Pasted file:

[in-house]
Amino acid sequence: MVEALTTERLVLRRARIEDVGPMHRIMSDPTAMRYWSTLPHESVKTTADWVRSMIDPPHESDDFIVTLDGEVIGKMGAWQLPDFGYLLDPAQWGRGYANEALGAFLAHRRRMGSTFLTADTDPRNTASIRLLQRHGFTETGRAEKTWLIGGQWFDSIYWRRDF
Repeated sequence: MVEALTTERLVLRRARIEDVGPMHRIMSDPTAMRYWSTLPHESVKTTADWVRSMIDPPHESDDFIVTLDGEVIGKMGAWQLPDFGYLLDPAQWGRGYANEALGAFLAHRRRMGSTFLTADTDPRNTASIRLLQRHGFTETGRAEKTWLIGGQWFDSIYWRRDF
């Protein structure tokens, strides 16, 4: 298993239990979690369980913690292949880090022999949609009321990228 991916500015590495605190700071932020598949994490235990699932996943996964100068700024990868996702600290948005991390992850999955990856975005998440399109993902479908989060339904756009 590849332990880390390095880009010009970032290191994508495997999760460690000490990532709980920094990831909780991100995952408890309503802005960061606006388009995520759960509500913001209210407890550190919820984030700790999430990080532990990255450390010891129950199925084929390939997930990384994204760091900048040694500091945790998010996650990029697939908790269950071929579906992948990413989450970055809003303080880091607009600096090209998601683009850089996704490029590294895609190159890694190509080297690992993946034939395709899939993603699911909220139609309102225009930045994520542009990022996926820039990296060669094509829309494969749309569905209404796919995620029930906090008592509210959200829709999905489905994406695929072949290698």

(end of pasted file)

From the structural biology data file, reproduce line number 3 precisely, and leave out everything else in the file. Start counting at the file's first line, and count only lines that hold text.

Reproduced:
Repeated sequence: MVEALTTERLVLRRARIEDVGPMHRIMSDPTAMRYWSTLPHESVKTTADWVRSMIDPPHESDDFIVTLDGEVIGKMGAWQLPDFGYLLDPAQWGRGYANEALGAFLAHRRRMGSTFLTADTDPRNTASIRLLQRHGFTETGRAEKTWLIGGQWFDSIYWRRDF